International Agency for Research on Cancer (IARC) - Summaries & Evaluations
OESTRADIOL-17b, OESTRADIOL 3-BENZOATE,
OESTRADIOL DIPROPIONATE, OESTRADIOL-17b-VALERATE
VOL.: 21 (1979) (p. 279)
5. Summary of Data Reported and Evaluation
(N.B. - This section should be read in conjunction with the General Remarks on Sex Hormones and with
the General Conclusions on Sex Hormones.)
5.1 Experimental data
Oestradiol-17b and its esters were tested in mice, rats, hamsters,
guinea-pigs and monkeys by subcutaneous injection or implantation and
in mice by oral administration. Its subcutaneous administration
resulted in increased incidences of mammary, pituitary, uterine,
cervical, vaginal and lymphoid tumours and interstitial-cell tumours
of the testis in mice. In rats, there was an increased incidence of
mammary and/or pituitary tumours. In hamsters, a high incidence of
malignant kidney tumours occurred in intact and castrated males and in
ovariectomized females, but not in intact females. In guinea-pigs,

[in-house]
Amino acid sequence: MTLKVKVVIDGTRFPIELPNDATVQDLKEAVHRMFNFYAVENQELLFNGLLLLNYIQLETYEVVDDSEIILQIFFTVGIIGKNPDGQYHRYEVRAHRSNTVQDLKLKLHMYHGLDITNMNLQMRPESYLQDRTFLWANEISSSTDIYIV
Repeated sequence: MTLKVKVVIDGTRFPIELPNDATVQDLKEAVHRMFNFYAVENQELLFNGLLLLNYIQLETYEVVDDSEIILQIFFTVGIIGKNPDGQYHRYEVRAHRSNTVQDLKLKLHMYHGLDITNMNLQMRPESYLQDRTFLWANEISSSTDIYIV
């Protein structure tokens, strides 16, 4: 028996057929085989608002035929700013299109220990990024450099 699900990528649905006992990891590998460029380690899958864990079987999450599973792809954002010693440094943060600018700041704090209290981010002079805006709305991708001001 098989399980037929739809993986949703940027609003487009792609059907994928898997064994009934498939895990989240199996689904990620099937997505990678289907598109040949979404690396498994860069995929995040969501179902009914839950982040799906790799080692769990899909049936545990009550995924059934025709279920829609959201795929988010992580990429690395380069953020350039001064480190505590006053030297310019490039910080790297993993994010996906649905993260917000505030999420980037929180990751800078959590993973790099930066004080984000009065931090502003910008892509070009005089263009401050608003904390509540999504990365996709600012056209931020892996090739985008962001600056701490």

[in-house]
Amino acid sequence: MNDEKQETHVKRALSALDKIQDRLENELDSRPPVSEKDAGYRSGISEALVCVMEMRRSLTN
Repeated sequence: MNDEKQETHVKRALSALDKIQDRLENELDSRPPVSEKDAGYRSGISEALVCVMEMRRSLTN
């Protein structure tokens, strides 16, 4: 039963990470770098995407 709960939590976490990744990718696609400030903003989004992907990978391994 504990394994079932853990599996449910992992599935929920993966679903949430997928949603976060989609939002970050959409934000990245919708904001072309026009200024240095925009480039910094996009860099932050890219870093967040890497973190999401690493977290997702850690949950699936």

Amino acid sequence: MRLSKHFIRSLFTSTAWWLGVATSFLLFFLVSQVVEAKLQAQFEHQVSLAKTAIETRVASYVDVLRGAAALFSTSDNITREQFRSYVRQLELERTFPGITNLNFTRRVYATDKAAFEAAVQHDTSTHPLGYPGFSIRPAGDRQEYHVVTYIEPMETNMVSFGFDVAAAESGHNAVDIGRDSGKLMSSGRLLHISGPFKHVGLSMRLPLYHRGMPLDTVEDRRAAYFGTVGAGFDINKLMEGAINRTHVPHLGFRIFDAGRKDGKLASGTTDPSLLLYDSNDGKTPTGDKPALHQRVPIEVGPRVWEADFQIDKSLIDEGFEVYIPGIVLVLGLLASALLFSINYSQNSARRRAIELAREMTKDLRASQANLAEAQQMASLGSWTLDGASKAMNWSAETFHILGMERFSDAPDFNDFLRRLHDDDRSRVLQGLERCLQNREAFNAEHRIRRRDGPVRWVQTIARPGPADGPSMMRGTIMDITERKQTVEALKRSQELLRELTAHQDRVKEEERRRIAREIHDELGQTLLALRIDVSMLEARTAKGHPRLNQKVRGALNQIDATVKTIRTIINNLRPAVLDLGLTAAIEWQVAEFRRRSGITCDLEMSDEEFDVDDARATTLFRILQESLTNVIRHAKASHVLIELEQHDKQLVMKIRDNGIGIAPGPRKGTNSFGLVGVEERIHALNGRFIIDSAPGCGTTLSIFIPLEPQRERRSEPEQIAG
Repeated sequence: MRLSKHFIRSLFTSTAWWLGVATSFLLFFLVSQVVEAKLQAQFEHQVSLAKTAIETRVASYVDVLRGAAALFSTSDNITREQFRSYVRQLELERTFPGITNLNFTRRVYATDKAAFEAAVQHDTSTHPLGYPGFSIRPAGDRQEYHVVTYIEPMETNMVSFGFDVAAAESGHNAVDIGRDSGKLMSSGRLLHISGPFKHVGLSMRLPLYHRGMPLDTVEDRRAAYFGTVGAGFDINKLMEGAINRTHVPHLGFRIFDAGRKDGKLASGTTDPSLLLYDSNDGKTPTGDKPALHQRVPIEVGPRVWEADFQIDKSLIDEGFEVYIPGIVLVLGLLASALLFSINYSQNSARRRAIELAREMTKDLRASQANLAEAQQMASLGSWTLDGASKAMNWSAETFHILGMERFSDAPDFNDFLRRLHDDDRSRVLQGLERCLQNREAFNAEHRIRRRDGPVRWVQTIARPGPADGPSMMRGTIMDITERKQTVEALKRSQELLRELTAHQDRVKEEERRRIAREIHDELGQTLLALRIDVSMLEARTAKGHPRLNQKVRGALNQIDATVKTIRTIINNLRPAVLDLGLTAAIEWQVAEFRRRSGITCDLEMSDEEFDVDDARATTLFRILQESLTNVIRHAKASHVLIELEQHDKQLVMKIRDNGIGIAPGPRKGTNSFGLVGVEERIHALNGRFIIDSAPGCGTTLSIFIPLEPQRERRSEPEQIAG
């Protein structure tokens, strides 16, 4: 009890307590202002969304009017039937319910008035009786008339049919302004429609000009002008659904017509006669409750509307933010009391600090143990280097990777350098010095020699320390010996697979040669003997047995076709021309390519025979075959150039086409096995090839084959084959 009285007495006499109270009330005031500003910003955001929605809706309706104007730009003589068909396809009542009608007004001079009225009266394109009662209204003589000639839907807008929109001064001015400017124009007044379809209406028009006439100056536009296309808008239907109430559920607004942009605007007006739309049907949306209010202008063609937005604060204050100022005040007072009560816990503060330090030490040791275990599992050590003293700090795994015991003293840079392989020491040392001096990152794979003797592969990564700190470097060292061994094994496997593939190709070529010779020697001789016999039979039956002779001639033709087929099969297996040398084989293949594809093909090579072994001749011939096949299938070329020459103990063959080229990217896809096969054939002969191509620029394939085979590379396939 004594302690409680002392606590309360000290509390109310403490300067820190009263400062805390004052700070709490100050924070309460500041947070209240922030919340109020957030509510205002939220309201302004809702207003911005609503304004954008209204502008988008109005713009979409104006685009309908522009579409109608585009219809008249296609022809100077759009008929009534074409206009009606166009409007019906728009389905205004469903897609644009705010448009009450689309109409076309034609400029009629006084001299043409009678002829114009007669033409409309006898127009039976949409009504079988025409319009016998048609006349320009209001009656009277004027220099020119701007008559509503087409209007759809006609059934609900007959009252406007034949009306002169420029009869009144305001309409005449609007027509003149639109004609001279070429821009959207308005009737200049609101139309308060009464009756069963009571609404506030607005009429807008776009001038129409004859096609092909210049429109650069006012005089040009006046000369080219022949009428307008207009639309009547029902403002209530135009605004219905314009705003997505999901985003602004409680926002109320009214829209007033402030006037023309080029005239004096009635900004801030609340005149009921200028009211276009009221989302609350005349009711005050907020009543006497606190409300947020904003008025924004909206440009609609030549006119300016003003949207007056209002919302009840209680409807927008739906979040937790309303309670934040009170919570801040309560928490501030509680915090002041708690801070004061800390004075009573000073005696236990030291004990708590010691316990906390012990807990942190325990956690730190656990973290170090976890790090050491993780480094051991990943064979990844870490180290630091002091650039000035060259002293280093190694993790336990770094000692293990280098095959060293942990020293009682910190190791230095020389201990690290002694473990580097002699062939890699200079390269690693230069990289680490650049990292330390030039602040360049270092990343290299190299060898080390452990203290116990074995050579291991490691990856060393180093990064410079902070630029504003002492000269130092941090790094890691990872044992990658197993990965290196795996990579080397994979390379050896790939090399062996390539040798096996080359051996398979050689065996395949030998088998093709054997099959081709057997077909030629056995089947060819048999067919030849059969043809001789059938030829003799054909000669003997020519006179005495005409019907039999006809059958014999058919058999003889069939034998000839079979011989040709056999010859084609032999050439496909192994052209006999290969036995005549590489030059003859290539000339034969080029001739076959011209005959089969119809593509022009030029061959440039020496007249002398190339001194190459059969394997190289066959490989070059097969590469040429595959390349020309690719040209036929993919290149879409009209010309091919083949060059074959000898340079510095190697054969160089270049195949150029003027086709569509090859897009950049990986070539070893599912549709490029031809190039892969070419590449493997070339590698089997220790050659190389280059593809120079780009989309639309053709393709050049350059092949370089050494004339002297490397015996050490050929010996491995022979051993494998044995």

diffuse fibromyomatous uterine and abdominal lesions were observed.
Oral administration of oestradiol-17b in mice led to an increased
mammary tumour incidence. Subcutaneous injections in neonatal mice
resulted in precancerous and cancerous cervical and vaginal lesions in
later life and an increased incidence of mammary tumours.
Oestradiol-17b has teratogenic actions on the genital tract and
possibly on other organs and impairs fertility.
5.2 Human data
No case reports or epidemiological studies on oestradiol-17b alone
were available to the Working Group Epidemiological studies on steroid
hormones used in oestrogen-progestin oral contraceptive preparations have been summarized
in the section, 'Oestrogens and Progestins in Relation to Human Cancer'.
There is sufficient evidence for the carcinogenicity of oestradiol-17b in experimental animals. In the absence of adequate data in
humans, it is reasonable, for practical purposes, to regard
oestradiol-17b as if it presented a carcinogenic risk to humans.
Studies in humans strongly suggest that the administration of
oestrogens is causally related to an increased incidence of
endometrial carcinoma; there is no evidence that oestradiol-17b is
different from other oestrogens in this respect.
For definition of the italicized terms, see Preamble Evaluation.
Previous evaluation: Vol. 6 (1974)
Subsequent evaluation: Suppl. 7 (1987) (Steroidal oestrogens)
Last updated: 23 April 1998